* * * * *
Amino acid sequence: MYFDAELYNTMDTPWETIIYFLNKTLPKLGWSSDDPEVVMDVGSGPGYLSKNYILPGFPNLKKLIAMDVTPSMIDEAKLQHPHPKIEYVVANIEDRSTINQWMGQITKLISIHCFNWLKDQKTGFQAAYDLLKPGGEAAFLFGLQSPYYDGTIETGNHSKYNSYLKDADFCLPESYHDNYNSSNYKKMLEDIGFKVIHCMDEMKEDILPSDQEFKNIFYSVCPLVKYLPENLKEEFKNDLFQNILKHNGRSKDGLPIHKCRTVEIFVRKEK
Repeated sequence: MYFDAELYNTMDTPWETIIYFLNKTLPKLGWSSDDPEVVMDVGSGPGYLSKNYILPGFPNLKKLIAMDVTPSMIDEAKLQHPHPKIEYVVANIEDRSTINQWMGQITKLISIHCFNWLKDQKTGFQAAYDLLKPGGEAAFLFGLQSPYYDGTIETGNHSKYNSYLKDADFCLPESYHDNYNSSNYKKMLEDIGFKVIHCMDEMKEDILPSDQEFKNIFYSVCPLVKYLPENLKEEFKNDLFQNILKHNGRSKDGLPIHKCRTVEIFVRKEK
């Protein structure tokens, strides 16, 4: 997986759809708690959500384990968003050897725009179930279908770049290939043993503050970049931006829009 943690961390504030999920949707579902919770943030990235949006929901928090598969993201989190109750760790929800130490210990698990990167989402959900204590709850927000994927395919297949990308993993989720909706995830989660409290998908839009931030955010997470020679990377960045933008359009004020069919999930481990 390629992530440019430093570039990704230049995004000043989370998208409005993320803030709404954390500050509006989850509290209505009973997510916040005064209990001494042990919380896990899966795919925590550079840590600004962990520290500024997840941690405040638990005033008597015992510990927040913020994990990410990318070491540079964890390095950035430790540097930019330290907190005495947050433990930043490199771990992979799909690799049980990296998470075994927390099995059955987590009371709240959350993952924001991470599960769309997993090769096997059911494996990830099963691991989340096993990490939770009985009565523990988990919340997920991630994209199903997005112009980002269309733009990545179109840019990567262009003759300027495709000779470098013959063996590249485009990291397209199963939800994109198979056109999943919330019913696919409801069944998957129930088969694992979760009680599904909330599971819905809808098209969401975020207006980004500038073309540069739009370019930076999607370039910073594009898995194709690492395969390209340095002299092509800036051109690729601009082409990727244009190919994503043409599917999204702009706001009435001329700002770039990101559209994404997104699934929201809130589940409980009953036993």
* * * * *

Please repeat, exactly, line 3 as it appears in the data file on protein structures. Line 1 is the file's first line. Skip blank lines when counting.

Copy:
């Protein structure tokens, strides 16, 4: 997986759809708690959500384990968003050897725009179930279908770049290939043993503050970049931006829009 943690961390504030999920949707579902919770943030990235949006929901928090598969993201989190109750760790929800130490210990698990990167989402959900204590709850927000994927395919297949990308993993989720909706995830989660409290998908839009931030955010997470020679990377960045933008359009004020069919999930481990 390629992530440019430093570039990704230049995004000043989370998208409005993320803030709404954390500050509006989850509290209505009973997510916040005064209990001494042990919380896990899966795919925590550079840590600004962990520290500024997840941690405040638990005033008597015992510990927040913020994990990410990318070491540079964890390095950035430790540097930019330290907190005495947050433990930043490199771990992979799909690799049980990296998470075994927390099995059955987590009371709240959350993952924001991470599960769309997993090769096997059911494996990830099963691991989340096993990490939770009985009565523990988990919340997920991630994209199903997005112009980002269309733009990545179109840019990567262009003759300027495709000779470098013959063996590249485009990291397209199963939800994109198979056109999943919330019913696919409801069944998957129930088969694992979760009680599904909330599971819905809808098209969401975020207006980004500038073309540069739009370019930076999607370039910073594009898995194709690492395969390209340095002299092509800036051109690729601009082409990727244009190919994503043409599917999204702009706001009435001329700002770039990101559209994404997104699934929201809130589940409980009953036993």